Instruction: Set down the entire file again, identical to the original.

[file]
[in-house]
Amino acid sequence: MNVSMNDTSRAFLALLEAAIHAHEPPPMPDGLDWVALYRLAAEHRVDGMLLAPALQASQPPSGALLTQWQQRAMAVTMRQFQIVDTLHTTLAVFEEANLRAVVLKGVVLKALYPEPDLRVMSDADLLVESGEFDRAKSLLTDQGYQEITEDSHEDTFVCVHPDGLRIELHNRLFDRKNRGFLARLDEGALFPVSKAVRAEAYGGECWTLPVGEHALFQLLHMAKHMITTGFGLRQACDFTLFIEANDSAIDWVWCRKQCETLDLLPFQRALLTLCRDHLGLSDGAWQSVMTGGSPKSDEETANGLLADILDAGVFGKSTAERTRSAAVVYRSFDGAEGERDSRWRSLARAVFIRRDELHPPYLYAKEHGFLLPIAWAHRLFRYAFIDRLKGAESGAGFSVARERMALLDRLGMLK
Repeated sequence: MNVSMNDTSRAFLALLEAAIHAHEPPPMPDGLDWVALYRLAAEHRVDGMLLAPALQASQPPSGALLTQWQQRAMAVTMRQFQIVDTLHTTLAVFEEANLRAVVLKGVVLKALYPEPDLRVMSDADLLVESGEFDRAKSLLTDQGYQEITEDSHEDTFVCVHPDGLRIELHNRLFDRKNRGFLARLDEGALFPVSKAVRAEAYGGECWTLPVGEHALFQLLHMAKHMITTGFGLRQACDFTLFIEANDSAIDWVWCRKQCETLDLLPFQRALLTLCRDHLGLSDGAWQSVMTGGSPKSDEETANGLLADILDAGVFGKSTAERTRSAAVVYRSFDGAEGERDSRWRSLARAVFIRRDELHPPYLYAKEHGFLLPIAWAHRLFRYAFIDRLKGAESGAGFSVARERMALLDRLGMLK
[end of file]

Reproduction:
[in-house]
Amino acid sequence: MNVSMNDTSRAFLALLEAAIHAHEPPPMPDGLDWVALYRLAAEHRVDGMLLAPALQASQPPSGALLTQWQQRAMAVTMRQFQIVDTLHTTLAVFEEANLRAVVLKGVVLKALYPEPDLRVMSDADLLVESGEFDRAKSLLTDQGYQEITEDSHEDTFVCVHPDGLRIELHNRLFDRKNRGFLARLDEGALFPVSKAVRAEAYGGECWTLPVGEHALFQLLHMAKHMITTGFGLRQACDFTLFIEANDSAIDWVWCRKQCETLDLLPFQRALLTLCRDHLGLSDGAWQSVMTGGSPKSDEETANGLLADILDAGVFGKSTAERTRSAAVVYRSFDGAEGERDSRWRSLARAVFIRRDELHPPYLYAKEHGFLLPIAWAHRLFRYAFIDRLKGAESGAGFSVARERMALLDRLGMLK
Repeated sequence: MNVSMNDTSRAFLALLEAAIHAHEPPPMPDGLDWVALYRLAAEHRVDGMLLAPALQASQPPSGALLTQWQQRAMAVTMRQFQIVDTLHTTLAVFEEANLRAVVLKGVVLKALYPEPDLRVMSDADLLVESGEFDRAKSLLTDQGYQEITEDSHEDTFVCVHPDGLRIELHNRLFDRKNRGFLARLDEGALFPVSKAVRAEAYGGECWTLPVGEHALFQLLHMAKHMITTGFGLRQACDFTLFIEANDSAIDWVWCRKQCETLDLLPFQRALLTLCRDHLGLSDGAWQSVMTGGSPKSDEETANGLLADILDAGVFGKSTAERTRSAAVVYRSFDGAEGERDSRWRSLARAVFIRRDELHPPYLYAKEHGFLLPIAWAHRLFRYAFIDRLKGAESGAGFSVARERMALLDRLGMLK